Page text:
Thermoacoustic hot air engines (sonic heat pump and refrigeration or thermoacoustic heat pump and refrigeration) of which nearly all are thermoacoustic stirling engines is a technology that uses high-amplitude sound waves in a pressurized gas to pump heat from one place to another; or uses a heat temperature difference to induce sound, which can be converted to electricity with high efficiency, with a piezoelectric sensor.
This type of heat pump or refrigerator has no ozone-depleting or toxic coolant and few moving parts. A device consisting of a series of small parallel channels, referred to as a ‘stack’, is fixed in place at a set location inside a tube. In a standing wave thermoacoustic engine, the pressure and velocity fluctuations through the stack are such that heat is given to the oscillating gas at high pressure and removed at low pressure; "If heat be given to the air at the moment of greatest condensation, or be taken from it at the moment of greatest rarefaction, the vibration is encouraged. On the other hand, if heat be given at the moment of greatest rarefaction, or abstracted at the moment of greatest condensation, the vibration is discouraged, for self-sustained oscillation and by this process heat is converted into acoustic power. For thermoacoustic pumps, the process is reversed. By using thermal delays in the stack, this process approximates the highly efficient Stirling Cycle, but without the cranks, sliding seals or excess weight found in Stirling engines.
Modern research and development of thermoacoustic systems is largely based upon the work of Rott (1980) and later Steven Garrett, and Greg Swift (1988), in which linear thermoacoustic models were developed to form a basic quantitative understanding, while commercial interest has resulted in niche applications such as small to medium scale cryogenic applications. The technology is also suitable for air-conditioning for homes, commercial buildings, vehicles and other cooling and heating applications.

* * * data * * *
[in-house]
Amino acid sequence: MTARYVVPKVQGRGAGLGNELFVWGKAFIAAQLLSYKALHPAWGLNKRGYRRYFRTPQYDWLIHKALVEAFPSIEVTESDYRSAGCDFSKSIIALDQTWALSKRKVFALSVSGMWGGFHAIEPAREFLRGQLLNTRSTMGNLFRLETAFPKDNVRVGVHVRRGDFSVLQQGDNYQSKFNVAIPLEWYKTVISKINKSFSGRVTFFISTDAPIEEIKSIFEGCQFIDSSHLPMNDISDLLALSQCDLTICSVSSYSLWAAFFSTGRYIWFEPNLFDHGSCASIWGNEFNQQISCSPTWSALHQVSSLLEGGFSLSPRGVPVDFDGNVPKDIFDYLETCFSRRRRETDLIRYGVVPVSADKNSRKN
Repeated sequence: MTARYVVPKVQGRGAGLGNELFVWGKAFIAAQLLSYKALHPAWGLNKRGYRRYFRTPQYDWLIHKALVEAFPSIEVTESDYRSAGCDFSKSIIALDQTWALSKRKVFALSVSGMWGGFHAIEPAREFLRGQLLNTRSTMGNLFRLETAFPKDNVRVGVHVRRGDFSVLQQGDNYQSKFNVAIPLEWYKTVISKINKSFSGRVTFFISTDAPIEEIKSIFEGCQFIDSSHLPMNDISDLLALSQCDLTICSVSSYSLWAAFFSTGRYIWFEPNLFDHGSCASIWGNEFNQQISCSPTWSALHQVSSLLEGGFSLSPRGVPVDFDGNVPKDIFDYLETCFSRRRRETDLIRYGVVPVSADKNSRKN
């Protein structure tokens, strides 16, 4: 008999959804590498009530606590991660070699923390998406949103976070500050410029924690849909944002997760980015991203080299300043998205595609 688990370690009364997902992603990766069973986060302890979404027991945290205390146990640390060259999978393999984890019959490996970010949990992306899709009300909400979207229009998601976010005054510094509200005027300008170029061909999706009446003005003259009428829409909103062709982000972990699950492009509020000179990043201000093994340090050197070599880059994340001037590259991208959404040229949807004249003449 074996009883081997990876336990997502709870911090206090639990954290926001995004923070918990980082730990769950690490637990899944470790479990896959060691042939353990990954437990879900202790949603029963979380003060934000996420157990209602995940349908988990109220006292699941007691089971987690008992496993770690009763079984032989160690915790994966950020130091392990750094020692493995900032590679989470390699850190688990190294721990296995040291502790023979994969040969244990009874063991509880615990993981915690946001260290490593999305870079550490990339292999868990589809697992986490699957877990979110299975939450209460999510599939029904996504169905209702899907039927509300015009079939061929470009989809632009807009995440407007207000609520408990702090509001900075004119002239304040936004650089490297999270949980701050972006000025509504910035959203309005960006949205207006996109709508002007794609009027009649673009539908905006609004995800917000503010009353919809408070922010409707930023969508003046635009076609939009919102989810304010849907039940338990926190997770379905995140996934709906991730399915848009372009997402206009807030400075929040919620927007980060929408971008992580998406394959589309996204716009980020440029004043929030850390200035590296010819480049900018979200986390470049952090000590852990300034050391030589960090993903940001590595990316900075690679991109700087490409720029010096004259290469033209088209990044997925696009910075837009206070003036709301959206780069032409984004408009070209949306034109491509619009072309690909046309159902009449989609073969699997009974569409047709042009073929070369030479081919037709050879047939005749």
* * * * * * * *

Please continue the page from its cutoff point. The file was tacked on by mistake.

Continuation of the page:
The most efficient thermoacoustic devices built to date have an efficiency approaching 40% of the Carnot limit, or about 20% to 30% overall (depending on the heat engine temperatures). The efficiency of high-end TA engine is comparable with an average internal combustion engine, or with low-end domestic vapor compression systems (a high-end compressor by itself will yield efficiencies of up to 65% for the compression process alone, however the overall cycle efficiency will be much less, due to the Carnot limit).
Higher hot-end temperatures may be possible with TA devices because there are no moving parts, thus allowing the Carnot efficiency to be higher. This may partially offset their lower efficiency, compared to conventional heat engines, as a percentage of Carnot, thus yielding overall efficiencies similar to conventional heat engines.
"...the engine's 30% [absolute] efficiency and high reliability may make medium-sized natural-gas liquefaction plants (with a capacity of up to a million gallons per day) and residential cogeneration economically feasible..."
The history of thermoacoustic hot air engines start about 1887, where Lord Rayleigh discusses the possibility of pumping heat with sound. Little further research occurred until Rott's work in 1969.
Cool Sound Industries, Inc. is engaged in developing thermoacoustics for air-conditioning, heating and refrigeration.
Orest Symko began a research project in 2005 called Thermal Acoustic Piezo Energy Conversion (TAPEC). The research group has built several prototypes, including a ring-shaped model designed by student Ivan Rodriguez that currently has the highest efficiency.
The development of a combined electrical generator, refrigerator based on two coupled thermoacoustic Stirling engines, has recently been disclosed. The name is SCORE (Stove for Cooking, Refrigeration and Electricity). Score was awarded £2M in March 2007 to research a cooking Stove that will produce electricity and cooling using the Thermo-acoustic effect for use in developing countries.